We’ve been quiet for awhile – enjoying summer, doing some errands, cleaning up our to-do list, getting down to the shore – and we imagine we won’t be posting all that much until school gets started again (taking a bit of a summer break, as it were). But we wanted to come back for a moment to flag something important we saw a few weeks ago but hadn’t had a chance to share.
In mid-July, some of our local anti-district agitators including Michelle Fine, Ira Shor, and Regina Tuma, led an anti-school reform event hundreds of miles away in a suburb of Chicago, IL. We’ve said before that one of the things that frustrates us most about the Montclair debate is the way that our schools are being used as a proxy for the national fights these activists are taking on. Their struggle isn’t about our schools here in Montclair at all – it’s about their broader national agenda and national anti-school reform activism. AFT VP / Montclair Vice Mayor / our occasional editor Bob Russo admitted as much, saying they were fighting a “national battle”. Michelle Fine did too. Unfortunately, it’s our schools and our kids that are paying the price for that.
Here’s the details of the event from the post:
As part of its National Summer Session in Rosemont, IL, Fielding Graduate University invites the extended Chicago community to join the panel discussion titled Teach-In on Public Education—K-12 and Beyond, on July 16, 7-10 pm at The Westin O’Hare, 6100 N River Rd, Rosemont, IL 60018. This evening program will provide a critical exploration and discussion about the future of public schools in the age of standardized tests, corporate reforms, and neo-liberal economics. This conversation will be led by distinguished scholar-activists Michelle Fine,PhD, and Ira Shor, along with organizers Regina Tuma, PhD (Media Psychology Faculty) and Kathy Tiner-Sewell, PhD (Program Director, Educational Leadership for Change). In the true spirit of a teach-in this event is open and inclusive. Educators, students, activists and anyone interested in participating, sharing and discussing this topic is encouraged to attend.
In an interview posted there, Tuma notes that the fight for them is really with their neighbors here who are involved in national politics, and it seems like she sees the fight they are waging in Montclair as a chance to take them on – a proxy battleground for the national fights they are interested in around education:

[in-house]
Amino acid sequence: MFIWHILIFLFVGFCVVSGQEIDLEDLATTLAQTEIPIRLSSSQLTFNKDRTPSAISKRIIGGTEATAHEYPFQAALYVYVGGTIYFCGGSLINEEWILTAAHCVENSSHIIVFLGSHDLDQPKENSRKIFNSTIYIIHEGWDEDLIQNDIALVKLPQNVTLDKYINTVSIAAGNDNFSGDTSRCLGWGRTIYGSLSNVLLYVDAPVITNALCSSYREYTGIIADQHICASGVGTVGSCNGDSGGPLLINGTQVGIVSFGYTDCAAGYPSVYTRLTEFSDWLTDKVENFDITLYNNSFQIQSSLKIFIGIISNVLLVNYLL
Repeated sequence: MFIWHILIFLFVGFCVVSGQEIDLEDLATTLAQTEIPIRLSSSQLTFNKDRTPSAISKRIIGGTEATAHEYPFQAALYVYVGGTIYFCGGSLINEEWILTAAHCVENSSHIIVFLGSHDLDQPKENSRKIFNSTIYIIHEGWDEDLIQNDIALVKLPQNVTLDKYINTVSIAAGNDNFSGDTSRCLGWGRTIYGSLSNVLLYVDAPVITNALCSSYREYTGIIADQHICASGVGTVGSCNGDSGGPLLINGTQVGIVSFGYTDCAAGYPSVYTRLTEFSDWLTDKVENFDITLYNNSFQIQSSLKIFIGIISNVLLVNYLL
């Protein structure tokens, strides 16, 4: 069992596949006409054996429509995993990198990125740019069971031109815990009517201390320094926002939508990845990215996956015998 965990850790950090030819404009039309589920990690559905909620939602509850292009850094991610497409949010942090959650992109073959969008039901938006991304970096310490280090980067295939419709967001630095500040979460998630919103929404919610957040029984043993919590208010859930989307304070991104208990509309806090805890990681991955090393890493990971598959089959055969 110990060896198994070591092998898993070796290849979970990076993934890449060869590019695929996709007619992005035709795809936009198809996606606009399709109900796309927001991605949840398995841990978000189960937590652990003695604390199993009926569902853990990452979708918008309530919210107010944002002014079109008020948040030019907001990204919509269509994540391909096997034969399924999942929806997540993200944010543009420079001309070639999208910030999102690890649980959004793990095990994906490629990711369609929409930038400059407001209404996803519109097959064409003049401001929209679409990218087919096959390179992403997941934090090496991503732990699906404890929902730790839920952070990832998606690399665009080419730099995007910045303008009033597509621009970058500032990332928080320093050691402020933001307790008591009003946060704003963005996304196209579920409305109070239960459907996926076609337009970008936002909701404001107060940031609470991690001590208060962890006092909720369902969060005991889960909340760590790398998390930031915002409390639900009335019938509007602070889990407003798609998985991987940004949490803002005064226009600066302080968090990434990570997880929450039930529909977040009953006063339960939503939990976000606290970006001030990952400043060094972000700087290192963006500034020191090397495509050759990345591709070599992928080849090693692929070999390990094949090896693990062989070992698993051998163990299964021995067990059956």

“Many of our neighbors in Montclair have been influential in determining the course of national policy in education. That fact alone adds a different tone and dimension to the rhetoric in Montclair. Let’s just say that it makes for awkward glances at the supermarket.”
Again, it’s not an effort focused on our kids or our schools.
This same mentality is reflected in an article we noticed from Ira Shor, posted on the website of United Opt Out, a national anti-testing group. In it, he says:
We parents can stop the destruction of our public schools. We can stop the looting of school budgets by private charters and testing vendors. We can stop the abuse of our children by the relentless hours of testing. We can stop the closings, the co-locations, the mass firings, the replacement of veteran teachers with short-term Teach for America newbies, the shameful indignity of public schools told they have 24 hours to clear out so a charter can seize their classrooms.
Again, clearly not an effort focused on our schools here, where the things he’s crusading against really aren’t issues, and it’s certainly not the conspiracy theory he paints it as. If they were issues, we may well side with him on some. But they really aren’t, and so instead of trying to improve our schools and work with our superintendent, they’ve spent the last two years attacking her relentlessly and making it as hard for the district to function as they possibly can. We know this doesn’t help kids or anyone local, so we can only assume that these attacks have been driven by their national political agendas (and likely also by their effort to carve out a more prominent place for themselves as national political activists on these issues, as they seem to be trying to elevate their national profiles with this tour and articles, etc).
One thing we don’t know is who paid for the forum and the trip. Was it Tuma’s Fielding University, or was it funded by other groups who support their political agenda? We’ve sent an email to Dr. Fine to ask her about that, and we will update the post if we hear back from her about the source of the funding for the forum.